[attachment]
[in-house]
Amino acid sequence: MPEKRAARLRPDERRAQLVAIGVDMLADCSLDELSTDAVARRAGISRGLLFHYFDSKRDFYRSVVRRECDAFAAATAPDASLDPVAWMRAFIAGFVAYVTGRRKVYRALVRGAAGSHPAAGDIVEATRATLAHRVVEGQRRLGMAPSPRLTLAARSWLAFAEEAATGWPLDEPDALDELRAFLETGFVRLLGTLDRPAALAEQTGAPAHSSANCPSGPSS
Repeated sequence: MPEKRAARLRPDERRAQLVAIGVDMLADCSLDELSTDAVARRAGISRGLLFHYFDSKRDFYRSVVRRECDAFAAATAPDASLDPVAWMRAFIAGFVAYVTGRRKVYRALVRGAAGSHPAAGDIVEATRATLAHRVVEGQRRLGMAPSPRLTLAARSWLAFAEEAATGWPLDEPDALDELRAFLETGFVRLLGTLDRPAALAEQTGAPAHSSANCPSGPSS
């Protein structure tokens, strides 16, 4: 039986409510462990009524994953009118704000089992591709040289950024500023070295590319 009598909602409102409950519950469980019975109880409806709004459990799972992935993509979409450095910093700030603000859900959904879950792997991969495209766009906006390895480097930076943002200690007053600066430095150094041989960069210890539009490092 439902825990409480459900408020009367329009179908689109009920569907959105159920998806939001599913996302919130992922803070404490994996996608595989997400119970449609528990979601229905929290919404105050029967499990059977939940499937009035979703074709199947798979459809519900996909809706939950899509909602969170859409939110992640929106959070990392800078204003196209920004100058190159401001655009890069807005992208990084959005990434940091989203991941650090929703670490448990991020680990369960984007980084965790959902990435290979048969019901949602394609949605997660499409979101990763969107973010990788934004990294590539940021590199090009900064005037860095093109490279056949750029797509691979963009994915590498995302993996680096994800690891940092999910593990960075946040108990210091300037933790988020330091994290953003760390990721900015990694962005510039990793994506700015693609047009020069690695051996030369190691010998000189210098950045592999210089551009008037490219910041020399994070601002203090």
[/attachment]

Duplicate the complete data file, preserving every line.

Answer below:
[in-house]
Amino acid sequence: MPEKRAARLRPDERRAQLVAIGVDMLADCSLDELSTDAVARRAGISRGLLFHYFDSKRDFYRSVVRRECDAFAAATAPDASLDPVAWMRAFIAGFVAYVTGRRKVYRALVRGAAGSHPAAGDIVEATRATLAHRVVEGQRRLGMAPSPRLTLAARSWLAFAEEAATGWPLDEPDALDELRAFLETGFVRLLGTLDRPAALAEQTGAPAHSSANCPSGPSS
Repeated sequence: MPEKRAARLRPDERRAQLVAIGVDMLADCSLDELSTDAVARRAGISRGLLFHYFDSKRDFYRSVVRRECDAFAAATAPDASLDPVAWMRAFIAGFVAYVTGRRKVYRALVRGAAGSHPAAGDIVEATRATLAHRVVEGQRRLGMAPSPRLTLAARSWLAFAEEAATGWPLDEPDALDELRAFLETGFVRLLGTLDRPAALAEQTGAPAHSSANCPSGPSS
């Protein structure tokens, strides 16, 4: 039986409510462990009524994953009118704000089992591709040289950024500023070295590319 009598909602409102409950519950469980019975109880409806709004459990799972992935993509979409450095910093700030603000859900959904879950792997991969495209766009906006390895480097930076943002200690007053600066430095150094041989960069210890539009490092 439902825990409480459900408020009367329009179908689109009920569907959105159920998806939001599913996302919130992922803070404490994996996608595989997400119970449609528990979601229905929290919404105050029967499990059977939940499937009035979703074709199947798979459809519900996909809706939950899509909602969170859409939110992640929106959070990392800078204003196209920004100058190159401001655009890069807005992208990084959005990434940091989203991941650090929703670490448990991020680990369960984007980084965790959902990435290979048969019901949602394609949605997660499409979101990763969107973010990788934004990294590539940021590199090009900064005037860095093109490279056949750029797509691979963009994915590498995302993996680096994800690891940092999910593990960075946040108990210091300037933790988020330091994290953003760390990721900015990694962005510039990793994506700015693609047009020069690695051996030369190691010998000189210098950045592999210089551009008037490219910041020399994070601002203090």